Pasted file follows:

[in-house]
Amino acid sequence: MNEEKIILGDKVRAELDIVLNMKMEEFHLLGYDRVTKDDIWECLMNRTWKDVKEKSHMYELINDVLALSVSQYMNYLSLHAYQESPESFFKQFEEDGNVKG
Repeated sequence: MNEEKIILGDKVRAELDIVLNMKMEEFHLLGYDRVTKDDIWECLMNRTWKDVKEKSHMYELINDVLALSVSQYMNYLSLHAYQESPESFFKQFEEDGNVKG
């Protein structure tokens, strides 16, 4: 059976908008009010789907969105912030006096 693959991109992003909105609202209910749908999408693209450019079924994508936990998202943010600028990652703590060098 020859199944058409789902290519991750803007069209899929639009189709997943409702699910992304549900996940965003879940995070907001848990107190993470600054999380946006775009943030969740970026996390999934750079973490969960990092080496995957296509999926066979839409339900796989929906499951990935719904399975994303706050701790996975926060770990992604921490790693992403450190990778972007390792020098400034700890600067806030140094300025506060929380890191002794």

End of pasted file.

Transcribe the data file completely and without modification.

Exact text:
[in-house]
Amino acid sequence: MNEEKIILGDKVRAELDIVLNMKMEEFHLLGYDRVTKDDIWECLMNRTWKDVKEKSHMYELINDVLALSVSQYMNYLSLHAYQESPESFFKQFEEDGNVKG
Repeated sequence: MNEEKIILGDKVRAELDIVLNMKMEEFHLLGYDRVTKDDIWECLMNRTWKDVKEKSHMYELINDVLALSVSQYMNYLSLHAYQESPESFFKQFEEDGNVKG
């Protein structure tokens, strides 16, 4: 059976908008009010789907969105912030006096 693959991109992003909105609202209910749908999408693209450019079924994508936990998202943010600028990652703590060098 020859199944058409789902290519991750803007069209899929639009189709997943409702699910992304549900996940965003879940995070907001848990107190993470600054999380946006775009943030969740970026996390999934750079973490969960990092080496995957296509999926066979839409339900796989929906499951990935719904399975994303706050701790996975926060770990992604921490790693992403450190990778972007390792020098400034700890600067806030140094300025506060929380890191002794």